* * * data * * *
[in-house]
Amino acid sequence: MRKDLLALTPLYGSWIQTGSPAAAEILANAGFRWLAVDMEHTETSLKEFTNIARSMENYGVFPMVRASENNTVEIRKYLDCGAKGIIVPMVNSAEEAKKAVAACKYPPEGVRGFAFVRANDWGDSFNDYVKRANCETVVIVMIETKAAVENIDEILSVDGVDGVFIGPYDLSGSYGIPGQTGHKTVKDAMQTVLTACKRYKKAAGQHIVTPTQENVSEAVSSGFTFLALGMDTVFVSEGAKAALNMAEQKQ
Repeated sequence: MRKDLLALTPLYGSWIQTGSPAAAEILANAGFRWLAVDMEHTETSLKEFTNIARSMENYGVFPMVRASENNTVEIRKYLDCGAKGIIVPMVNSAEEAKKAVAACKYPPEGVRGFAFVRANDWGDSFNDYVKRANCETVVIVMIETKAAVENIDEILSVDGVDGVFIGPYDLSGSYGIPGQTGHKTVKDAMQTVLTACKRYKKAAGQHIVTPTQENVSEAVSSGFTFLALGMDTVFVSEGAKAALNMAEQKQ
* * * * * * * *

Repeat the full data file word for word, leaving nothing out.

[in-house]
Amino acid sequence: MRKDLLALTPLYGSWIQTGSPAAAEILANAGFRWLAVDMEHTETSLKEFTNIARSMENYGVFPMVRASENNTVEIRKYLDCGAKGIIVPMVNSAEEAKKAVAACKYPPEGVRGFAFVRANDWGDSFNDYVKRANCETVVIVMIETKAAVENIDEILSVDGVDGVFIGPYDLSGSYGIPGQTGHKTVKDAMQTVLTACKRYKKAAGQHIVTPTQENVSEAVSSGFTFLALGMDTVFVSEGAKAALNMAEQKQ
Repeated sequence: MRKDLLALTPLYGSWIQTGSPAAAEILANAGFRWLAVDMEHTETSLKEFTNIARSMENYGVFPMVRASENNTVEIRKYLDCGAKGIIVPMVNSAEEAKKAVAACKYPPEGVRGFAFVRANDWGDSFNDYVKRANCETVVIVMIETKAAVENIDEILSVDGVDGVFIGPYDLSGSYGIPGQTGHKTVKDAMQTVLTACKRYKKAAGQHIVTPTQENVSEAVSSGFTFLALGMDTVFVSEGAKAALNMAEQKQ